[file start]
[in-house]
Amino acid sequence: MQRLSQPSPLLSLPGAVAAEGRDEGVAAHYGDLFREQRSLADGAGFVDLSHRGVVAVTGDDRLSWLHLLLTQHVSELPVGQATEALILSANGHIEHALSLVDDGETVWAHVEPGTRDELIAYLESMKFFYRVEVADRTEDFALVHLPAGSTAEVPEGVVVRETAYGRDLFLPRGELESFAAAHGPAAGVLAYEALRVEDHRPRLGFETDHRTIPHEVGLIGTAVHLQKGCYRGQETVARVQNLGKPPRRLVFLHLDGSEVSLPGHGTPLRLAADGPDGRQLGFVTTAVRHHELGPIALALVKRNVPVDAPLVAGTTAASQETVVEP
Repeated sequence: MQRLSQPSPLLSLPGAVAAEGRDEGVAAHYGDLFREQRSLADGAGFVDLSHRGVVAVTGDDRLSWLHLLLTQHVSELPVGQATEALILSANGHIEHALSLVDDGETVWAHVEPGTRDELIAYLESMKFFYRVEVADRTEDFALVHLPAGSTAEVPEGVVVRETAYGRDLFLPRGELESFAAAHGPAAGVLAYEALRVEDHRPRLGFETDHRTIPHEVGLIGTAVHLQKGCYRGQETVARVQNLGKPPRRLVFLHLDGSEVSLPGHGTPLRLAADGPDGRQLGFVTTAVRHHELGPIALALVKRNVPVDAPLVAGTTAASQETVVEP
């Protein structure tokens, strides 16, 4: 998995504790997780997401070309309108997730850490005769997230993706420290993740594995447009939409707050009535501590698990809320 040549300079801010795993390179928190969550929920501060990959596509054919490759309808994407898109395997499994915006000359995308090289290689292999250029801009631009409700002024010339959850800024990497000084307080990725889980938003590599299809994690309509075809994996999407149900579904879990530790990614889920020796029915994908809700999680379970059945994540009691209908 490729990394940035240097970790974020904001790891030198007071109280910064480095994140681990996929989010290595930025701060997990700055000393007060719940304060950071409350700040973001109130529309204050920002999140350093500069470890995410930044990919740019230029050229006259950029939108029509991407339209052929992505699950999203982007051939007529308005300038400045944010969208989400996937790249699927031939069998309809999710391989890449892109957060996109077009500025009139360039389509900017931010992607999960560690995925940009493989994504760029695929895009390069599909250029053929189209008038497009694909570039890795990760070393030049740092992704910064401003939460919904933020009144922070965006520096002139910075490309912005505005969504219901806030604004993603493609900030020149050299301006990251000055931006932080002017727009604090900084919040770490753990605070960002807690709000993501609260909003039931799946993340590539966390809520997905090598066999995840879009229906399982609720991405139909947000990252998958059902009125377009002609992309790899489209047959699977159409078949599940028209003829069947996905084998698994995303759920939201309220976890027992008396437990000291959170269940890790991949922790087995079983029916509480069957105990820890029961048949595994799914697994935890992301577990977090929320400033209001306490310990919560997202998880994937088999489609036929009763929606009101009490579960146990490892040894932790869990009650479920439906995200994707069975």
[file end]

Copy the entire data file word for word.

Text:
[in-house]
Amino acid sequence: MQRLSQPSPLLSLPGAVAAEGRDEGVAAHYGDLFREQRSLADGAGFVDLSHRGVVAVTGDDRLSWLHLLLTQHVSELPVGQATEALILSANGHIEHALSLVDDGETVWAHVEPGTRDELIAYLESMKFFYRVEVADRTEDFALVHLPAGSTAEVPEGVVVRETAYGRDLFLPRGELESFAAAHGPAAGVLAYEALRVEDHRPRLGFETDHRTIPHEVGLIGTAVHLQKGCYRGQETVARVQNLGKPPRRLVFLHLDGSEVSLPGHGTPLRLAADGPDGRQLGFVTTAVRHHELGPIALALVKRNVPVDAPLVAGTTAASQETVVEP
Repeated sequence: MQRLSQPSPLLSLPGAVAAEGRDEGVAAHYGDLFREQRSLADGAGFVDLSHRGVVAVTGDDRLSWLHLLLTQHVSELPVGQATEALILSANGHIEHALSLVDDGETVWAHVEPGTRDELIAYLESMKFFYRVEVADRTEDFALVHLPAGSTAEVPEGVVVRETAYGRDLFLPRGELESFAAAHGPAAGVLAYEALRVEDHRPRLGFETDHRTIPHEVGLIGTAVHLQKGCYRGQETVARVQNLGKPPRRLVFLHLDGSEVSLPGHGTPLRLAADGPDGRQLGFVTTAVRHHELGPIALALVKRNVPVDAPLVAGTTAASQETVVEP
């Protein structure tokens, strides 16, 4: 998995504790997780997401070309309108997730850490005769997230993706420290993740594995447009939409707050009535501590698990809320 040549300079801010795993390179928190969550929920501060990959596509054919490759309808994407898109395997499994915006000359995308090289290689292999250029801009631009409700002024010339959850800024990497000084307080990725889980938003590599299809994690309509075809994996999407149900579904879990530790990614889920020796029915994908809700999680379970059945994540009691209908 490729990394940035240097970790974020904001790891030198007071109280910064480095994140681990996929989010290595930025701060997990700055000393007060719940304060950071409350700040973001109130529309204050920002999140350093500069470890995410930044990919740019230029050229006259950029939108029509991407339209052929992505699950999203982007051939007529308005300038400045944010969208989400996937790249699927031939069998309809999710391989890449892109957060996109077009500025009139360039389509900017931010992607999960560690995925940009493989994504760029695929895009390069599909250029053929189209008038497009694909570039890795990760070393030049740092992704910064401003939460919904933020009144922070965006520096002139910075490309912005505005969504219901806030604004993603493609900030020149050299301006990251000055931006932080002017727009604090900084919040770490753990605070960002807690709000993501609260909003039931799946993340590539966390809520997905090598066999995840879009229906399982609720991405139909947000990252998958059902009125377009002609992309790899489209047959699977159409078949599940028209003829069947996905084998698994995303759920939201309220976890027992008396437990000291959170269940890790991949922790087995079983029916509480069957105990820890029961048949595994799914697994935890992301577990977090929320400033209001306490310990919560997202998880994937088999489609036929009763929606009101009490579960146990490892040894932790869990009650479920439906995200994707069975």